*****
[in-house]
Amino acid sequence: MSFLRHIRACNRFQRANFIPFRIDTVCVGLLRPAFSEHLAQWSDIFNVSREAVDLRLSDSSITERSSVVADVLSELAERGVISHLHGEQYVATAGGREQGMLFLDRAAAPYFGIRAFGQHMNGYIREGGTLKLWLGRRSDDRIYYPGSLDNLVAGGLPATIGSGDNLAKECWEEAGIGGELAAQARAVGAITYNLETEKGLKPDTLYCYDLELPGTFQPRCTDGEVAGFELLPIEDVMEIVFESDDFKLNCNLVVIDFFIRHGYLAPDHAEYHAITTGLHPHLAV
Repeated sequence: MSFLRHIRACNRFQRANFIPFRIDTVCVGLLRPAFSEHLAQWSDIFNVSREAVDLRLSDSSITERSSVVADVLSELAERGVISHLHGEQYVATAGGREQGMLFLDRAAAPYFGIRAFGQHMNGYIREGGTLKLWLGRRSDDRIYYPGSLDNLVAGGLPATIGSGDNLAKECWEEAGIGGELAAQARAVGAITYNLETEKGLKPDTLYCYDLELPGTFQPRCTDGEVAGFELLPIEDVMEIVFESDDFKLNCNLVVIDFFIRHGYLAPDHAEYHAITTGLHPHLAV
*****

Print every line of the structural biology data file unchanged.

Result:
[in-house]
Amino acid sequence: MSFLRHIRACNRFQRANFIPFRIDTVCVGLLRPAFSEHLAQWSDIFNVSREAVDLRLSDSSITERSSVVADVLSELAERGVISHLHGEQYVATAGGREQGMLFLDRAAAPYFGIRAFGQHMNGYIREGGTLKLWLGRRSDDRIYYPGSLDNLVAGGLPATIGSGDNLAKECWEEAGIGGELAAQARAVGAITYNLETEKGLKPDTLYCYDLELPGTFQPRCTDGEVAGFELLPIEDVMEIVFESDDFKLNCNLVVIDFFIRHGYLAPDHAEYHAITTGLHPHLAV
Repeated sequence: MSFLRHIRACNRFQRANFIPFRIDTVCVGLLRPAFSEHLAQWSDIFNVSREAVDLRLSDSSITERSSVVADVLSELAERGVISHLHGEQYVATAGGREQGMLFLDRAAAPYFGIRAFGQHMNGYIREGGTLKLWLGRRSDDRIYYPGSLDNLVAGGLPATIGSGDNLAKECWEEAGIGGELAAQARAVGAITYNLETEKGLKPDTLYCYDLELPGTFQPRCTDGEVAGFELLPIEDVMEIVFESDDFKLNCNLVVIDFFIRHGYLAPDHAEYHAITTGLHPHLAV